Scientists from the UWA-Minderoo Deep-Sea Research Centre have embarked on an ambitious expedition to study the diversity of deep-sea life across the vast abyssal plains of the Pacific Ocean.
In collaboration with Inkfish, the expedition onboard the RV Dagon is in six 3-week legs. Half of the legs will cross between the West coast of America and Hawaii at three different latitudes, and the other 3 cross between Hawaii and Tahiti at three different longitudes.
Each trip is approximatly 2800 nautical miles(nm) and the team are deploying three deep-sea landers, equipped with baited cameras, traps and oceanographic sensors, approximately every 200 nm throughout.
The first two legs, led by Prof Alan Jamieson, have concluded reaching Tahiti on July 15th. During these first two legs the team achieved 44 lander deployments at 15 sites between 4000 and 6700 metres deep, that spanned 5601 nm of abyssal plain.
The team that included Melanie Stott and Jenny Wainwright, worked closely with Inkfish and Heather Stewart from the British Geological Survey (UK) and managed to map over 120,000km2 of deep-seafloor and acquired over 420,000 metres of oceanographic profile data.
The landers collected a very large volume of video data that included incredible high-definition video of deep-sea grenadiers (Coryphaenoides), cusk eels (Bassozetus, Spectrunculus, Barathrites), lizardfish (Bathysaurus) various decapods (Cerataspis, Benthesicymus) and many amphipods (Paralicella, Eurythenes, and the supergiant Alicella).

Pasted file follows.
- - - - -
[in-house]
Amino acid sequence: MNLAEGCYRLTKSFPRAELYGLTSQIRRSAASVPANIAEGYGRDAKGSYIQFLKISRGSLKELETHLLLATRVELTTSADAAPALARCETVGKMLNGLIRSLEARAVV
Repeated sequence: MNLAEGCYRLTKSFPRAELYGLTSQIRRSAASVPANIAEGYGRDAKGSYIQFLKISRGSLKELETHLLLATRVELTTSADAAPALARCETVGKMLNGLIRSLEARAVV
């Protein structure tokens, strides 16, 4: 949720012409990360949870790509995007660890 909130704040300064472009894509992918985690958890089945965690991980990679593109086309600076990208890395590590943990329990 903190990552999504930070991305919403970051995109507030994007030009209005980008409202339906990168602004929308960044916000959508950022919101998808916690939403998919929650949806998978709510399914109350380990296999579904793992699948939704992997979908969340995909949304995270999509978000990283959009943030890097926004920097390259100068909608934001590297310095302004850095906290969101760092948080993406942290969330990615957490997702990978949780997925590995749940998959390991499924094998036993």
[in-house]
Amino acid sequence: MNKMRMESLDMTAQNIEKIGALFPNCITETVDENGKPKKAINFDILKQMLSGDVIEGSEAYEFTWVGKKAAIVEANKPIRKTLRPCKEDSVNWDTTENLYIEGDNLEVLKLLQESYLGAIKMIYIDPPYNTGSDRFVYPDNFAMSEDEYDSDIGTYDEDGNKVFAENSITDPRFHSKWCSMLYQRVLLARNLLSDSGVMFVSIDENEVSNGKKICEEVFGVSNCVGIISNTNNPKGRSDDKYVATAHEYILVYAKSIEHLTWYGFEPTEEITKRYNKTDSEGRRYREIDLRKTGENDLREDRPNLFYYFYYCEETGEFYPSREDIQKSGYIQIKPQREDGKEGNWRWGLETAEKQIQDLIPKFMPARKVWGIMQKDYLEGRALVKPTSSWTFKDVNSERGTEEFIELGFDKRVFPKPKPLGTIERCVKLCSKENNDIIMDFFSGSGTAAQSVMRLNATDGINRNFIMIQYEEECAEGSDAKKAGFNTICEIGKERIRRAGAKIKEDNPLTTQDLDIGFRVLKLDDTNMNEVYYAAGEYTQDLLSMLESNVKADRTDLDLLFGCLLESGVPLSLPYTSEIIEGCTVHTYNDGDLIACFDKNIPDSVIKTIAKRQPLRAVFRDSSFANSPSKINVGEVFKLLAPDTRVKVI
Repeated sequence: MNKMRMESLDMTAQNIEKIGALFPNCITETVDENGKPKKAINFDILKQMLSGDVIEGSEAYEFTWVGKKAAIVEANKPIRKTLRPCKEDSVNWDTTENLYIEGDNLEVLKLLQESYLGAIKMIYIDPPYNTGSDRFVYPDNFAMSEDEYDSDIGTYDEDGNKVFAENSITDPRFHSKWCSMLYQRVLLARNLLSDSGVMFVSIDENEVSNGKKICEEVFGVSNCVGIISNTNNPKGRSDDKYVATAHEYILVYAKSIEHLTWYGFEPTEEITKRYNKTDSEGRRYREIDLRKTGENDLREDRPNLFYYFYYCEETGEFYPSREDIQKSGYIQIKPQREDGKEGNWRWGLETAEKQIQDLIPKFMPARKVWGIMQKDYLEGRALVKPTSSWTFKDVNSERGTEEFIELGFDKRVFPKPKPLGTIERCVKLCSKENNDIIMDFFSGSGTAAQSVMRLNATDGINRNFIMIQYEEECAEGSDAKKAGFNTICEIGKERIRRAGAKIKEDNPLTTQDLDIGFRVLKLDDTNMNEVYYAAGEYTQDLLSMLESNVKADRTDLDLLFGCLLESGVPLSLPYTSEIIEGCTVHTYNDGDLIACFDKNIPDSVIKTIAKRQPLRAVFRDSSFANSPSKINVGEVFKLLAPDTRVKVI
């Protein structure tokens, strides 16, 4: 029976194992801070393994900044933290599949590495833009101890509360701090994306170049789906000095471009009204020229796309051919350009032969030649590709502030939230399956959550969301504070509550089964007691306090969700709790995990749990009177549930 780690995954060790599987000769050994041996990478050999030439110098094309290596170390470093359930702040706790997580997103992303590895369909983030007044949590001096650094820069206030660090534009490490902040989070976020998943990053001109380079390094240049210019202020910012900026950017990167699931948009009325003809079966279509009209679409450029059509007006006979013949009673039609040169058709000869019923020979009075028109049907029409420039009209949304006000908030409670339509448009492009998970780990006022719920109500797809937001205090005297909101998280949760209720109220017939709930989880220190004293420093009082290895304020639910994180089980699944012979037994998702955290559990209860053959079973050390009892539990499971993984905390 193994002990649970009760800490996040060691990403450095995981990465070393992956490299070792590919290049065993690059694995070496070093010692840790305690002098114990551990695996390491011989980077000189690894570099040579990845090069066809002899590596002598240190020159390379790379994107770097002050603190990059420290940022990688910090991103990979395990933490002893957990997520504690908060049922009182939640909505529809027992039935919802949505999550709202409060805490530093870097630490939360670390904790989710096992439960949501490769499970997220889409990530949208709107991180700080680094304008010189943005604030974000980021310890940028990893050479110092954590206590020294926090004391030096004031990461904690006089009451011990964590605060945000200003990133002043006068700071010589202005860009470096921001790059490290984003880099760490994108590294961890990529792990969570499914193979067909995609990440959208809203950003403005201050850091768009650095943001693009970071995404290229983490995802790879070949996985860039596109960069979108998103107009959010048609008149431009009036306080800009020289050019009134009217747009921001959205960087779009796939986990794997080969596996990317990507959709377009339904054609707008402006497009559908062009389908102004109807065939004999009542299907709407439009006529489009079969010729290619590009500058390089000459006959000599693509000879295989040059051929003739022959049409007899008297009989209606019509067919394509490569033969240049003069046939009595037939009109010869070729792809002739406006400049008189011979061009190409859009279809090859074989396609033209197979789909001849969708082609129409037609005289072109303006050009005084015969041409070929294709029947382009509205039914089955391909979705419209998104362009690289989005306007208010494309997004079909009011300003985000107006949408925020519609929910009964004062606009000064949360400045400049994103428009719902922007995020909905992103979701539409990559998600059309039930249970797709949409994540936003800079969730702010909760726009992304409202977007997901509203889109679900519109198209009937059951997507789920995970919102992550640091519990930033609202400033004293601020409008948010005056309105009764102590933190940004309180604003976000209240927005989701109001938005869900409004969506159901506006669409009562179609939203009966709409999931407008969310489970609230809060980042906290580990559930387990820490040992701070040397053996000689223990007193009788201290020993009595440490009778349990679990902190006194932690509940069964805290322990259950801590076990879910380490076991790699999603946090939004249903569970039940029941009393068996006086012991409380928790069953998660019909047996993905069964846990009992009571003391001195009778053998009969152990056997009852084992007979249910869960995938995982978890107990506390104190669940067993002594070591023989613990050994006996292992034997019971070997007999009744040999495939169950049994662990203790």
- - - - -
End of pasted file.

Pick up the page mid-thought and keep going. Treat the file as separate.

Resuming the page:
After a quick port call in Tahiti, the team swapped out for Todd Bond, Jessica Kolbusz and Megan Cundy who will take a more westerly route back to Hawaii, and a more southerly route back to San Diego.
Later in the year, various members of the team will rejoin for legs 5 and 6 which will see the final two transits back to Tahiti via Hawaii, and this time with the inclusion of the submersible Bakunawa.
An elegant Bathysaurus mollis takes off, 5000m deep, Pacific Ocean
A curious Bassozetus sp. 4500m deep, Pacific Ocean